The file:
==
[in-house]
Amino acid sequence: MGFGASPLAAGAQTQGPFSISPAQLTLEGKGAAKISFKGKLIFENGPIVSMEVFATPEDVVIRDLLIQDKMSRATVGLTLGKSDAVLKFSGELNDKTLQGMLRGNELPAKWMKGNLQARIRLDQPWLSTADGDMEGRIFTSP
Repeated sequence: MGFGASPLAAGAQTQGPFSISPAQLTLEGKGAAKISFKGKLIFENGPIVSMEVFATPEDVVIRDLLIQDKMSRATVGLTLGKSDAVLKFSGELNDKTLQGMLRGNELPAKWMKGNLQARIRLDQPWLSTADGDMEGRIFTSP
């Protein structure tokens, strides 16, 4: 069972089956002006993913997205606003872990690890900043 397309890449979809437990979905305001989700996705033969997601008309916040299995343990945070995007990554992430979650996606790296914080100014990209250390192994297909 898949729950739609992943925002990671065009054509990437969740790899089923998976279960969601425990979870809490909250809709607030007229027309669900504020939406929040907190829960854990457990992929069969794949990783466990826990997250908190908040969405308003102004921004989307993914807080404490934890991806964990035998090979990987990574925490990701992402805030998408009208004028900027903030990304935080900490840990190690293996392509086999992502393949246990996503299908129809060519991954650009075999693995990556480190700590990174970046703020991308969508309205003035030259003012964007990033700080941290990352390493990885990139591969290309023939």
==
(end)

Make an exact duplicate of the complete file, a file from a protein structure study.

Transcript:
[in-house]
Amino acid sequence: MGFGASPLAAGAQTQGPFSISPAQLTLEGKGAAKISFKGKLIFENGPIVSMEVFATPEDVVIRDLLIQDKMSRATVGLTLGKSDAVLKFSGELNDKTLQGMLRGNELPAKWMKGNLQARIRLDQPWLSTADGDMEGRIFTSP
Repeated sequence: MGFGASPLAAGAQTQGPFSISPAQLTLEGKGAAKISFKGKLIFENGPIVSMEVFATPEDVVIRDLLIQDKMSRATVGLTLGKSDAVLKFSGELNDKTLQGMLRGNELPAKWMKGNLQARIRLDQPWLSTADGDMEGRIFTSP
């Protein structure tokens, strides 16, 4: 069972089956002006993913997205606003872990690890900043 397309890449979809437990979905305001989700996705033969997601008309916040299995343990945070995007990554992430979650996606790296914080100014990209250390192994297909 898949729950739609992943925002990671065009054509990437969740790899089923998976279960969601425990979870809490909250809709607030007229027309669900504020939406929040907190829960854990457990992929069969794949990783466990826990997250908190908040969405308003102004921004989307993914807080404490934890991806964990035998090979990987990574925490990701992402805030998408009208004028900027903030990304935080900490840990190690293996392509086999992502393949246990996503299908129809060519991954650009075999693995990556480190700590990174970046703020991308969508309205003035030259003012964007990033700080941290990352390493990885990139591969290309023939």